I’m a sucker for certain old typeface and lettering styles (big surprise). There is something charming about the straightforward letter drawing practiced by earlier generations when what was called for was a “plain” style. There was a correct way to draw such letters: Simple skeletons with a minimum of style.
When they were freshly made, they probably did look very plain. But lack of style is an illusion. There’s no getting away from it. Tastes change and, as time passes, what was once seen as neutral becomes pegged to a particular moment in time and takes on the patina of history.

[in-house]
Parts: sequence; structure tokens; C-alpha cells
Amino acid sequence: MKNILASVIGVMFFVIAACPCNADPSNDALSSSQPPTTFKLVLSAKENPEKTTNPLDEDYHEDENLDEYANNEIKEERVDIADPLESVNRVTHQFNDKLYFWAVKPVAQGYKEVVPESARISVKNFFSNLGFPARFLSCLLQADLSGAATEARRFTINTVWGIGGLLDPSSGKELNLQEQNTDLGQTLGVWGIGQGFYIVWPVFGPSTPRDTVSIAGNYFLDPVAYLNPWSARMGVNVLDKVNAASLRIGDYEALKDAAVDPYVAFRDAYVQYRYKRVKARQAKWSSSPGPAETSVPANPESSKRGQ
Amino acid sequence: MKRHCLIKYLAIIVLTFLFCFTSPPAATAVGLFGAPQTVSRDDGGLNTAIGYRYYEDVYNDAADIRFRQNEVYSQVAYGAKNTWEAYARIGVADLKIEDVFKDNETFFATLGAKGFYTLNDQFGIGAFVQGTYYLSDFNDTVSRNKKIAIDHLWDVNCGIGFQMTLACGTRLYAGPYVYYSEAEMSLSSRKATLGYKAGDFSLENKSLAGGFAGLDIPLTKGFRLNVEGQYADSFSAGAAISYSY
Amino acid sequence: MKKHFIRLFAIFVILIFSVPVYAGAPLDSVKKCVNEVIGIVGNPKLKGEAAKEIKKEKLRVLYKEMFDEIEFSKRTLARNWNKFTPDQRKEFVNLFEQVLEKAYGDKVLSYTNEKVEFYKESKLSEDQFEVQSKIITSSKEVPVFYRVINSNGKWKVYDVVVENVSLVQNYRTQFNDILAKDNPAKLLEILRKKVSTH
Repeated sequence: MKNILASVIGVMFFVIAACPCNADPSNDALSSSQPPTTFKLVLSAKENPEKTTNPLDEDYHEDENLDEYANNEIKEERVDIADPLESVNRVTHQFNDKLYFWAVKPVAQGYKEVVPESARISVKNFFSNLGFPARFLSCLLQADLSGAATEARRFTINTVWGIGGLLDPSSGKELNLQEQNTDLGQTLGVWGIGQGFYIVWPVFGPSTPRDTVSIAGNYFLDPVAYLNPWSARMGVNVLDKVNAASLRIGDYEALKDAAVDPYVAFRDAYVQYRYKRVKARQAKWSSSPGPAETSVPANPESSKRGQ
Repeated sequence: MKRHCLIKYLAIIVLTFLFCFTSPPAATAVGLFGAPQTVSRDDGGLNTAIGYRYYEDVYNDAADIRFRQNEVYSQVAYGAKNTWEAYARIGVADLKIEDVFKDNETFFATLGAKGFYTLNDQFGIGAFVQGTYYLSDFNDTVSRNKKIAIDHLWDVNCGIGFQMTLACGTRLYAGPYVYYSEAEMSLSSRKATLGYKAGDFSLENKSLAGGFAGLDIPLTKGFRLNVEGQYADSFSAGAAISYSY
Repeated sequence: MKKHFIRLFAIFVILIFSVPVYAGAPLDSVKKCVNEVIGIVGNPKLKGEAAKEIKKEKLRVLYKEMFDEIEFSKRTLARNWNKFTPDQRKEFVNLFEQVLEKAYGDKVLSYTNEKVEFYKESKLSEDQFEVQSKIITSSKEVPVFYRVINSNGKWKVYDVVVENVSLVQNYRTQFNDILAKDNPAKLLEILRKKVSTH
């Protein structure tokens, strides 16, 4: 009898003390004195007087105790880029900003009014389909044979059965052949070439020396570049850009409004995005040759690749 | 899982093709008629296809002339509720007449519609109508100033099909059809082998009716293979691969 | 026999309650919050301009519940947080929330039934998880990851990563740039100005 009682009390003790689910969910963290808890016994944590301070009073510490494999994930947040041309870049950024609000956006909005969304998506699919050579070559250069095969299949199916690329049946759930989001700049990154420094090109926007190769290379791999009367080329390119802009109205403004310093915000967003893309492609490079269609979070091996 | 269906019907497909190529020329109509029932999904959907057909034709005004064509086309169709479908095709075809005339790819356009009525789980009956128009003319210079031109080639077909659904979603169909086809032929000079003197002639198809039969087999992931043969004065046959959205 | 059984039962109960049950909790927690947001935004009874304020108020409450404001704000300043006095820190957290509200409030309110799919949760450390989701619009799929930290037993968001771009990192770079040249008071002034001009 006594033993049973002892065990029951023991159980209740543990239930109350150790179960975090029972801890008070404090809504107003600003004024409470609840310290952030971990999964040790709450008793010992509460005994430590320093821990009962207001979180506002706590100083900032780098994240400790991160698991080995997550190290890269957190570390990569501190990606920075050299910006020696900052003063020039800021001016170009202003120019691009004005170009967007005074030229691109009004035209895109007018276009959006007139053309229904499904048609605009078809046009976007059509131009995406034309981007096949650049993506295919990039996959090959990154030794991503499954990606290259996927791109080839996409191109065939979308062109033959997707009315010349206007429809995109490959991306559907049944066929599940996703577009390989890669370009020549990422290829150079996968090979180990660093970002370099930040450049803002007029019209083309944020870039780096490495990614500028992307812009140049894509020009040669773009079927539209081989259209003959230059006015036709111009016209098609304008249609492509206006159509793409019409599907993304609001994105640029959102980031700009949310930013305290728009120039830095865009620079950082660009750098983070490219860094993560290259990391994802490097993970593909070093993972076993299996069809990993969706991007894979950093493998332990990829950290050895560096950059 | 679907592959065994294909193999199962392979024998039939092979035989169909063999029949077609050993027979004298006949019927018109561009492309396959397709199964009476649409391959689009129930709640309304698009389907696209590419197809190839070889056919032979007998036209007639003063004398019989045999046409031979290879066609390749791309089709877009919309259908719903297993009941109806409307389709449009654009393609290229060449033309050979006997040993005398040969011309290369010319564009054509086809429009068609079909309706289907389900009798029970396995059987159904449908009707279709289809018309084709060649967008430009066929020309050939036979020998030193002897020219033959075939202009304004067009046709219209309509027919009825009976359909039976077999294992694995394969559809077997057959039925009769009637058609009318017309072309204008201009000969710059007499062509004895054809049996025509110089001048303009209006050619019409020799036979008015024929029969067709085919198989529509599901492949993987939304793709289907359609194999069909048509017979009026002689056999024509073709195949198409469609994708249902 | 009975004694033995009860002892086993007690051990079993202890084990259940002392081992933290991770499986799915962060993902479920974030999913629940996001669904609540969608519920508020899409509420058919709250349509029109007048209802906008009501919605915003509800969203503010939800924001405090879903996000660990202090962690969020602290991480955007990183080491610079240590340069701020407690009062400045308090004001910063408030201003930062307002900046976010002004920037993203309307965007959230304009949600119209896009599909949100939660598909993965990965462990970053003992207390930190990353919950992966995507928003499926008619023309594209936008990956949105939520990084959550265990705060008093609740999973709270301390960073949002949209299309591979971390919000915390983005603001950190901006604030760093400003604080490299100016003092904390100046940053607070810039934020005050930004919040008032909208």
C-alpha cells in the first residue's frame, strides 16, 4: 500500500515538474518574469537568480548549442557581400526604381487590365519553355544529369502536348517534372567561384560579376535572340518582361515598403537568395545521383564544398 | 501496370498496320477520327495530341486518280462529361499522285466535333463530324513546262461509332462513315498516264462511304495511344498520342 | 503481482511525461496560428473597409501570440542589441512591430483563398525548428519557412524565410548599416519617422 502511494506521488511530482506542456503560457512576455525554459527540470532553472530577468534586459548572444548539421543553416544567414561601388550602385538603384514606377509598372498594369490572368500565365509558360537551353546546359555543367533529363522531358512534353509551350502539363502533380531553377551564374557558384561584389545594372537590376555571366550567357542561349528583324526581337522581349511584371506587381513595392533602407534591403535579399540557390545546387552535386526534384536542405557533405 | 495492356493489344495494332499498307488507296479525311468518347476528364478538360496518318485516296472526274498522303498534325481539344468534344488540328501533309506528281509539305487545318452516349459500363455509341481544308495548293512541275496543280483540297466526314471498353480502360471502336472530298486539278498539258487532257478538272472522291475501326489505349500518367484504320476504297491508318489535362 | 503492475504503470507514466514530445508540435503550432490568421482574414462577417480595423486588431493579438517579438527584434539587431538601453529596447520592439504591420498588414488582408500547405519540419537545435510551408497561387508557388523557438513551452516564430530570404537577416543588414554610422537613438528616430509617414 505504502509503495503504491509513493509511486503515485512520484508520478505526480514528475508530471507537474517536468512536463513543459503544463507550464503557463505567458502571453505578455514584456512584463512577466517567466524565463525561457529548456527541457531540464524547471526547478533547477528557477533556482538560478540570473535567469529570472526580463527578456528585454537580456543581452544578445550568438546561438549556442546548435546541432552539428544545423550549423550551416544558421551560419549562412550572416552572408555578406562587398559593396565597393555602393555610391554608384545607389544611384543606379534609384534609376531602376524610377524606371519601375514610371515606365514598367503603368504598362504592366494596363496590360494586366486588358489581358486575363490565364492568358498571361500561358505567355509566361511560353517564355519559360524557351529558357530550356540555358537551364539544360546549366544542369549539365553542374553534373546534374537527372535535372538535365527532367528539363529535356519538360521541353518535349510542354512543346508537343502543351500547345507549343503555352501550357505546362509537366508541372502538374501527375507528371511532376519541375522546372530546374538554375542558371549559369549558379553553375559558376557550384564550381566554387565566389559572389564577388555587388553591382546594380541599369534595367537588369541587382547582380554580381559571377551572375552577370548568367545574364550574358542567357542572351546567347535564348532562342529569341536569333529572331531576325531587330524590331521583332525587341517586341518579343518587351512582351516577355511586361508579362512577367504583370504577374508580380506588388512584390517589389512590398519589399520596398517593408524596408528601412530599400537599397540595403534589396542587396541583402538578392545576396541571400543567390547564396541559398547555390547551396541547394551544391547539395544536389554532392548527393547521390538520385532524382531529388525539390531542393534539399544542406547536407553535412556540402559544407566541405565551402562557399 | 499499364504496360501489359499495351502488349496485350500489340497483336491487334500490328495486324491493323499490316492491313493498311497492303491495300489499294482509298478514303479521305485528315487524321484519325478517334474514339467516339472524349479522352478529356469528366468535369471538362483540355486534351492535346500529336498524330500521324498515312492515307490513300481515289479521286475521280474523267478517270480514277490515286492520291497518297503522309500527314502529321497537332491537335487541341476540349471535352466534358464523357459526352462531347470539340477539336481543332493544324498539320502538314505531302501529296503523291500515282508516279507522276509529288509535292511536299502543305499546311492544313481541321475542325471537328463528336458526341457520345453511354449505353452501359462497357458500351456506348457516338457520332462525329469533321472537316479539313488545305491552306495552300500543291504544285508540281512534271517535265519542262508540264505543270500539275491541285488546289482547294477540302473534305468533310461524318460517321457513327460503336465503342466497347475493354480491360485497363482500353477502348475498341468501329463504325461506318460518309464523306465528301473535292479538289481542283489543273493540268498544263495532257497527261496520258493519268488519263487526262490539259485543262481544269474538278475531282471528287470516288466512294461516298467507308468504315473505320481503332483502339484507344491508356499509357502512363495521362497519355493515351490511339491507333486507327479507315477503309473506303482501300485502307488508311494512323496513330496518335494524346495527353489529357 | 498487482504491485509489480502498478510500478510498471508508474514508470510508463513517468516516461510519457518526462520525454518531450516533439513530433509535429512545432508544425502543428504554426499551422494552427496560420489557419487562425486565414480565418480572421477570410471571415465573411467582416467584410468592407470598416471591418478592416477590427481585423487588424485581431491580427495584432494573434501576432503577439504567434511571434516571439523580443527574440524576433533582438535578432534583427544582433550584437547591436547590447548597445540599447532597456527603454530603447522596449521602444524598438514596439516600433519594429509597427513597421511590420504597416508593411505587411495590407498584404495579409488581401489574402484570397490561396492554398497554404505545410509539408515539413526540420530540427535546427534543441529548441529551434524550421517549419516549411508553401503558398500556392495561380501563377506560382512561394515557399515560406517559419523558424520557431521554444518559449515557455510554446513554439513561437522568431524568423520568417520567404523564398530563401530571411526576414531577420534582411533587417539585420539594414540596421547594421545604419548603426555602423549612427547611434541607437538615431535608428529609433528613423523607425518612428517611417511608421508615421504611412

Trio Grotesk is Florian Schick’s revival of Kaart Antieke (1909), a face that I’m sure was intended as a plain type to be used for very ordinary purposes. Its wide proportions and generous spacing would make it a good choice for small sizes. The caps remind me of American faces like Sackers Gothic and Copperplate Gothic, but the lowercase letters have more of a European feel, reminiscent of the typefaces of Jakob Erbar and the tiny lettering on old cameras and watches.
With the inclusion of useful features like small caps, dingbats, and different figure styles, it looks like it would be fun font family to use. As a type designer, I don’t get to use fonts as much as I used to. Trio Grotesk makes me wish I were still an art director.